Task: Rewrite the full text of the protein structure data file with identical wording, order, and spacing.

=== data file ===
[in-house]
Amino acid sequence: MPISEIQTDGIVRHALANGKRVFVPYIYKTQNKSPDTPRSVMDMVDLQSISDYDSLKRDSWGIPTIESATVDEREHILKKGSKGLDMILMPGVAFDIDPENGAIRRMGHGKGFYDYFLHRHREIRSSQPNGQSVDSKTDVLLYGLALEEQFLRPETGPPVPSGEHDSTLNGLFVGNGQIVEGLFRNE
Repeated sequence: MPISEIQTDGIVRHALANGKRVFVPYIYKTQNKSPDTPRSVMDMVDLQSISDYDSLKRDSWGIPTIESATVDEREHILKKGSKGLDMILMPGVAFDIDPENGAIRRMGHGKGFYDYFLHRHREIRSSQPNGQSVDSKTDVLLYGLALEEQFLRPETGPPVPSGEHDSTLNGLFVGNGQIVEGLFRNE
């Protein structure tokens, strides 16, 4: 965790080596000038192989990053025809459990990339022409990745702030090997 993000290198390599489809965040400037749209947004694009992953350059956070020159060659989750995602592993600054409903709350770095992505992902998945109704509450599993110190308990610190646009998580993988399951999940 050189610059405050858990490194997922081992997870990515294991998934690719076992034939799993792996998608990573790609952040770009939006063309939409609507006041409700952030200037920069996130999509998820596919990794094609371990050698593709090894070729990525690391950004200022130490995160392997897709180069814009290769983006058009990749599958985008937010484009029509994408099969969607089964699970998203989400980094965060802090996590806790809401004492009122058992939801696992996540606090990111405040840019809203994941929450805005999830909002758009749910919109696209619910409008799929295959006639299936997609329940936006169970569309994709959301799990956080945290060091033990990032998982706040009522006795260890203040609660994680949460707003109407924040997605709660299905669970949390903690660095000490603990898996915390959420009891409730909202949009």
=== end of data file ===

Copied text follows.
[in-house]
Amino acid sequence: MPISEIQTDGIVRHALANGKRVFVPYIYKTQNKSPDTPRSVMDMVDLQSISDYDSLKRDSWGIPTIESATVDEREHILKKGSKGLDMILMPGVAFDIDPENGAIRRMGHGKGFYDYFLHRHREIRSSQPNGQSVDSKTDVLLYGLALEEQFLRPETGPPVPSGEHDSTLNGLFVGNGQIVEGLFRNE
Repeated sequence: MPISEIQTDGIVRHALANGKRVFVPYIYKTQNKSPDTPRSVMDMVDLQSISDYDSLKRDSWGIPTIESATVDEREHILKKGSKGLDMILMPGVAFDIDPENGAIRRMGHGKGFYDYFLHRHREIRSSQPNGQSVDSKTDVLLYGLALEEQFLRPETGPPVPSGEHDSTLNGLFVGNGQIVEGLFRNE
């Protein structure tokens, strides 16, 4: 965790080596000038192989990053025809459990990339022409990745702030090997 993000290198390599489809965040400037749209947004694009992953350059956070020159060659989750995602592993600054409903709350770095992505992902998945109704509450599993110190308990610190646009998580993988399951999940 050189610059405050858990490194997922081992997870990515294991998934690719076992034939799993792996998608990573790609952040770009939006063309939409609507006041409700952030200037920069996130999509998820596919990794094609371990050698593709090894070729990525690391950004200022130490995160392997897709180069814009290769983006058009990749599958985008937010484009029509994408099969969607089964699970998203989400980094965060802090996590806790809401004492009122058992939801696992996540606090990111405040840019809203994941929450805005999830909002758009749910919109696209619910409008799929295959006639299936997609329940936006169970569309994709959301799990956080945290060091033990990032998982706040009522006795260890203040609660994680949460707003109407924040997605709660299905669970949390903690660095000490603990898996915390959420009891409730909202949009």